If you are getting ready to receive Social Security disability, you may be getting two separate amounts. Not only will you qualify for a monthly benefit, but you may also qualify for a large back award that covers the period that you have been waiting to be approved. Before you start making plans to spend this money, you need to first understand how this back payment may have a negative effect on other government benefits you may be receiving. Fortunately, there are ways you can receive the money that you are due and continue receiving the services you need. One way to do this is by setting up a special needs trust. Understanding what this is may be the first step in protecting your benefits.
What Is A Special Needs Trust?
A special needs trust is a legal arrangement that will allow you to deposit and use property that is held in the trust for your benefit, but that will protect your legal qualifications for other public benefits. You qualify for this type of trust by being physically or mentally disabled and there are two different types of this trust.
- Revocable trust - This is a trust that you totally control. You are able to cancel or alter the provisions of your trust at any given time. Because you retain this type of control, any resources that are placed in the trust are considered to be part of your financial resources.
- Irrevocable trust - This is a trust that is controlled by others who are called trustees. These trustees may be other family members, or non-related people who have been appointed by the court to perform this role. Once you transfer your resources into an irrevocable trust, they can be used for your benefit, but you no longer own the assets that are in the trust. By giving up ownership of these resources, you will still be able to benefit from them, but they will not count towards the resources that you have for your qualifications.
Will You Benefit From A Special Needs Trust?
If you have applied and qualified for government benefits you are aware that there are certain financial limits that you must remain under to stay qualified. The financial limit often varies based on the benefit, but most benefits such as food stamps, or SNAP benefits, do not allow you to have more than $2,250 in countable resources. The resources that will affect your eligibility include the money that you have in the bank, or other financial resources you have at your disposal. Other benefits that also have financial restrictions include:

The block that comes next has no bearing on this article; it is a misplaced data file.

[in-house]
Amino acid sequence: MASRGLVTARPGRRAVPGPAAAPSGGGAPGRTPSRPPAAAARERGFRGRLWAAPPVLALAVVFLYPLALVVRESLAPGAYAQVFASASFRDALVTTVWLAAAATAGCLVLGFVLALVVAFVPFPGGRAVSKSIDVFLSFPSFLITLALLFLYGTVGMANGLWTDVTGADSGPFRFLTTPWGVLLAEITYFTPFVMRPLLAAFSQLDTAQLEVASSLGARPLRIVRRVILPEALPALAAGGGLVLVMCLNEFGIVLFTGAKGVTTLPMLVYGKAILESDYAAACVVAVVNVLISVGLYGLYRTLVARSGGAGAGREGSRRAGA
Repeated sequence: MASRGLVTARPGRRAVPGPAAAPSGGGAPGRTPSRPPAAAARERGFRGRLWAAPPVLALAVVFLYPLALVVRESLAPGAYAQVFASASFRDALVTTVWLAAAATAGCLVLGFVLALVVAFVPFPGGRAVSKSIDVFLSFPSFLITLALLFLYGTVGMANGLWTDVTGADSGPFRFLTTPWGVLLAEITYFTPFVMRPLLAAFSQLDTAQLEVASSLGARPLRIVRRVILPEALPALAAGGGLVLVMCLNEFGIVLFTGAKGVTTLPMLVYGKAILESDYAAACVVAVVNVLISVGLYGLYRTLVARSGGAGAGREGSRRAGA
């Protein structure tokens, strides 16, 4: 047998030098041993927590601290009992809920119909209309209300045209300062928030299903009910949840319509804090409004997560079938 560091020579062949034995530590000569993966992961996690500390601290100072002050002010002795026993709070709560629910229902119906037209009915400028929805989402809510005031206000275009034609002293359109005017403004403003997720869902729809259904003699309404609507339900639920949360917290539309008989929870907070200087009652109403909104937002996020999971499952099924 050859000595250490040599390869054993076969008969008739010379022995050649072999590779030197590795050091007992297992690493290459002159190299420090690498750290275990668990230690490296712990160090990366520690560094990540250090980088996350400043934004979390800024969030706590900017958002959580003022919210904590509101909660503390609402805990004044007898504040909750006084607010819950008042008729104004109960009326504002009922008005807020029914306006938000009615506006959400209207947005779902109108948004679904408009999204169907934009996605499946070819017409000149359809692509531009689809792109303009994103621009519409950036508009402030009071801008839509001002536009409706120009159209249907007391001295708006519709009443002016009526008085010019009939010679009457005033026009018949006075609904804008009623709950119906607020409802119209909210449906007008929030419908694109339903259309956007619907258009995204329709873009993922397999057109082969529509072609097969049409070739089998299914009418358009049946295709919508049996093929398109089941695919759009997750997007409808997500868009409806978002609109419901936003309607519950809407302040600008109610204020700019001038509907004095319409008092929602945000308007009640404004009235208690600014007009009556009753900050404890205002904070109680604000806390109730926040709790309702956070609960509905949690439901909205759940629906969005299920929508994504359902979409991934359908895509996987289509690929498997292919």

- Housing assistance
- Energy Assistance and more
If you receive a lump sum benefit from Social Security, it can quickly push you past this limit, which will mean that you will no longer qualify for these benefits until you spend the benefits you receive. Fortunately, there is a way around this. By placing these benefits into a special needs trust, you will be able to receive these back benefits as well as stay qualified for the government benefits you are currently receiving.
What Can Go Into A Special Needs Trust?
In addition to your back social security benefits, you can also deposit real estate, stocks, bonds, and other types of inheritances. Once the trust is established, the person or people who are appointed as trustee will be able to pay for goods and services for you. There are a wide variety of things that your trust can pay for. These include:
- Educational opportunities
- Personal care attendants
- Medical and Dental expenses
- Physical rehabilitation and more
Two things that cannot be paid for by a trust without impacting your other benefits include food and housing, but there may even be provisions that allow you to get around these. A Social Security disability lawyer from a firm like The Nelson Law Firm LLC will be able to review your situation and tell you more about how a special needs trust may benefit you. Ask them for more information.